The right-most room is the great room. The round-arched steel windows are carried into this room yielding the perfect view of the backyard and it's beautiful landscaping. The ceiling is an eye-full too. The beams were limed to keep the room light and airy.

Connected to the great room is the kitchen. This kitchen is nothing short of amazing! The grand scale of the Lacanche range and the industrial chic Sub-Zero refrigerator really make a statement. The wall of windows over the sink along with the large island in the center is my preferred configuration for a kitchen. I'll take it!

The rear facade of the home really underscores the astonishing architecture of D. Stanley Dixon, one of Atlanta's most preeminent architects. Land Plus' deft selection of plants also carries over to the rear facade.

And that's the view from the steel windows. Pure perfection. The only thing missing is a rectangular pool running the length of the trees. I'm sure one will be added, though, if it hasn't been already.

Going back through my photos to create this post has reinvigorated my passion for architecture and design.  This house is just so inspiring. A true testament to the immense talent of husband and wife team Stan and Melanie (Turner) Benecki. This house has mastered the language of timeless beauty.

I can only imagine what this house is like now that its first owners have moved in and furnished it. With any luck they had the assistance of Melanie to guide them in their selections.


erin said...

simply stunning! i had the great fortune of seeing this house in person and can attest to it's utter perfection. it is properly drool worthy!

Things That Inspire said...

It's funny, I always interpreted this house as French, but the door surround is certainly more English than French.

I remember the house that stood on this lot, before Benecki Fine Homes purchased the lot and tore the house down - it was a horrible 60s sprawling modern mess. This house sits so much better on Harris Trail, which is one of my favorite streets.

The back yard is amazing! LandPlus did a great job.

There are so many things in this house that remind me of the Chatham house - the kitchen, some of the lighting (the SK chandelier was in the master of the 22 Chatham, and the crystal chandelier looks very much like the one in the dining room at 22 Chatham - plus, the wall in the back looks very similar to the one at 22 Chatham).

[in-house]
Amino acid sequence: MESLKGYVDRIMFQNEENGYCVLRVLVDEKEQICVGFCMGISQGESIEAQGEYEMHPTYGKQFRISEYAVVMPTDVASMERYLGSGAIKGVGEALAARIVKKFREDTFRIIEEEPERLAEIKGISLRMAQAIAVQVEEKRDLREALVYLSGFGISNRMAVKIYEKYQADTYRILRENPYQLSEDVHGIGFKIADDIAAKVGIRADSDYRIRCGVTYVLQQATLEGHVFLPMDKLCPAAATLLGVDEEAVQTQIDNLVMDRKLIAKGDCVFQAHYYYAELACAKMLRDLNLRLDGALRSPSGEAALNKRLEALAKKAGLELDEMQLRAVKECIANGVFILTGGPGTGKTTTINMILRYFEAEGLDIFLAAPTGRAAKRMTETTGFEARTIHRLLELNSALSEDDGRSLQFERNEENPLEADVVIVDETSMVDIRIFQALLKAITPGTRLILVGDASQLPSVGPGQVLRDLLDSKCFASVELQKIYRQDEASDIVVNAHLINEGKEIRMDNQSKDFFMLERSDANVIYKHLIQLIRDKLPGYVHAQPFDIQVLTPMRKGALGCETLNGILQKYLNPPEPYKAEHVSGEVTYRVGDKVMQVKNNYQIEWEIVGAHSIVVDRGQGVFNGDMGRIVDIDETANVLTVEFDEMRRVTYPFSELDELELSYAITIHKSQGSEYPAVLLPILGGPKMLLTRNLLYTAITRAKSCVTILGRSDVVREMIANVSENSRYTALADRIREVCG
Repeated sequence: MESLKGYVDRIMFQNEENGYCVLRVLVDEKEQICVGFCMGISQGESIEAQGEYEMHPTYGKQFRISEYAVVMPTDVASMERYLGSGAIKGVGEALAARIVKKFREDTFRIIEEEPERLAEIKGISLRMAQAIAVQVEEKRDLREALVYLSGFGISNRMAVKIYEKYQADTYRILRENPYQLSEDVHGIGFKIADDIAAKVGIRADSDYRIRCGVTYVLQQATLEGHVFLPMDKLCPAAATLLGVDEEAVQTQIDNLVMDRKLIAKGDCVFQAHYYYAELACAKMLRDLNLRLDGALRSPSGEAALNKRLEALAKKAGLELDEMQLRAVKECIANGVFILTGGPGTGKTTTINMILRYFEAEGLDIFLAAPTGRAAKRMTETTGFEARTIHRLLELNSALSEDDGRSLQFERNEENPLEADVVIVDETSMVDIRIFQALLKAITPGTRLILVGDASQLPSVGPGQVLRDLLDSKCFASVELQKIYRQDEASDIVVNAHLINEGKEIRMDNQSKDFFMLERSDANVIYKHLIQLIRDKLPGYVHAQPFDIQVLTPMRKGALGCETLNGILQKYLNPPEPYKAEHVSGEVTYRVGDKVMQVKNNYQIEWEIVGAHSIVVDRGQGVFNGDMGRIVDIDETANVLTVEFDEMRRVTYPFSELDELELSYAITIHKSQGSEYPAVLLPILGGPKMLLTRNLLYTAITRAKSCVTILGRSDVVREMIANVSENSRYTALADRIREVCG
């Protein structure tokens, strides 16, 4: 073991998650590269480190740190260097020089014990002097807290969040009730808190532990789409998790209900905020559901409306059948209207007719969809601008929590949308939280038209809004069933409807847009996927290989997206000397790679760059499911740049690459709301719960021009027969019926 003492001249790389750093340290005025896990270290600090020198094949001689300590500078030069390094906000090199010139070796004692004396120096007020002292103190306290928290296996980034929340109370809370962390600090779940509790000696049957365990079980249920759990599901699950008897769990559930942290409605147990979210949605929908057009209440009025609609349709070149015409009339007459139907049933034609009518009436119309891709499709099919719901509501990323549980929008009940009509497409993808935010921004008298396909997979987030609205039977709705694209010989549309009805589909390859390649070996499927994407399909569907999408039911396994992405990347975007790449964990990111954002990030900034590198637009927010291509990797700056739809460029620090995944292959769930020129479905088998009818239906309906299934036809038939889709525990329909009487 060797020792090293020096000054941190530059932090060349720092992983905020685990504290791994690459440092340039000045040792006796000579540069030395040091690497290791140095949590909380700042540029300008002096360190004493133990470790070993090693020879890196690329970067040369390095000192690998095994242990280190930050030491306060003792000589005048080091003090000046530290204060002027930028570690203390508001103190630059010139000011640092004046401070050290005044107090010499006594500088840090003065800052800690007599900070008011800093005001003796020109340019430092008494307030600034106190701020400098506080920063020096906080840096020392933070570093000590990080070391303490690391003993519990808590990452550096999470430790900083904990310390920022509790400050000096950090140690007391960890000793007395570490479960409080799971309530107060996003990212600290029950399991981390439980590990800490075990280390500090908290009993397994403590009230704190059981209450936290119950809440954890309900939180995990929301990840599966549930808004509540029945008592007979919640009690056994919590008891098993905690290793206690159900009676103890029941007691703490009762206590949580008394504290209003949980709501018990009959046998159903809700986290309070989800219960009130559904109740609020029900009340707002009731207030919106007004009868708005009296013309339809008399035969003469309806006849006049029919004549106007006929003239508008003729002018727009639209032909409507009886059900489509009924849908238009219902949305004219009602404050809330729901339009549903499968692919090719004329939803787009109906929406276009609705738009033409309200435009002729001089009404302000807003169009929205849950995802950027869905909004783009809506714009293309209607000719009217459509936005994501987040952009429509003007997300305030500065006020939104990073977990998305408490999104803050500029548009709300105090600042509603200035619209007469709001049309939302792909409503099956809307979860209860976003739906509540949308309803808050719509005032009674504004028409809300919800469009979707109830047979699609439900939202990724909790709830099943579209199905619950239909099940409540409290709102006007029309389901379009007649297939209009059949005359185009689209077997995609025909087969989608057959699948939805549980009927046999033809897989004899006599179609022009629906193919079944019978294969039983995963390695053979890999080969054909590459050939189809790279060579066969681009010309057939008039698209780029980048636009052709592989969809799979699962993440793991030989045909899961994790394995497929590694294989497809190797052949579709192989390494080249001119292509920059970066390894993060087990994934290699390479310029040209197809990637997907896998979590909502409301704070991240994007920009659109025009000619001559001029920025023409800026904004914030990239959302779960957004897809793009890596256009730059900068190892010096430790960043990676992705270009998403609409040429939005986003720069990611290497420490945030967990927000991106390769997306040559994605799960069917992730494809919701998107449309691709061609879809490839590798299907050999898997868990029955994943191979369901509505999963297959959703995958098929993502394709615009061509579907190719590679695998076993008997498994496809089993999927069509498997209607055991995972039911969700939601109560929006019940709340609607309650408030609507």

Great post!

Tina Steele Lindsey said...

James, I absolutely faint and fall over. This home is magnificent. Thank you for this post.

Terry said...

Good grief, thanks for the picture. I'll have to study. Chevrons in the shower - I like. A 6-car garage would house most of my favorites. Is it a Cotswold in style and color?

James said...

@the sweet life with olives: Agreed. Drool worthy is an excellent description. I too saw the house in person, both during and after construction. It's truly in a league of its own.

@Things That Inspire: I don't recall ever noticing the previous home even though I rode past it for the last 15 or so years. The backyard is amazing. I love the stone wall with the limestone balls that frames it in. There is indeed a lot of continuity between the Chatham house and this house. The interior doors, which I didn't show, are also the same dark gray as the ones at Chatham. No problem by me. If you find something amazing, use it over and over.

ArchitectDesign™ said...

what a magnificent house -no detail has been missed and no expense spared. A pool's construction would begin before the houses- so perhaps it is elsewhere on the property or there isn't one?

Anonymous said...

WOW! Great find! What an exquisite house.... And I have to agree with you the fireplace is perfection. I want to know who makes those steel windows/doors! They look a lot like the ones in Jill Brinson's home, don't you think? I'm sure they are custom made but I'd love to know the source.

Blayne Macauley said...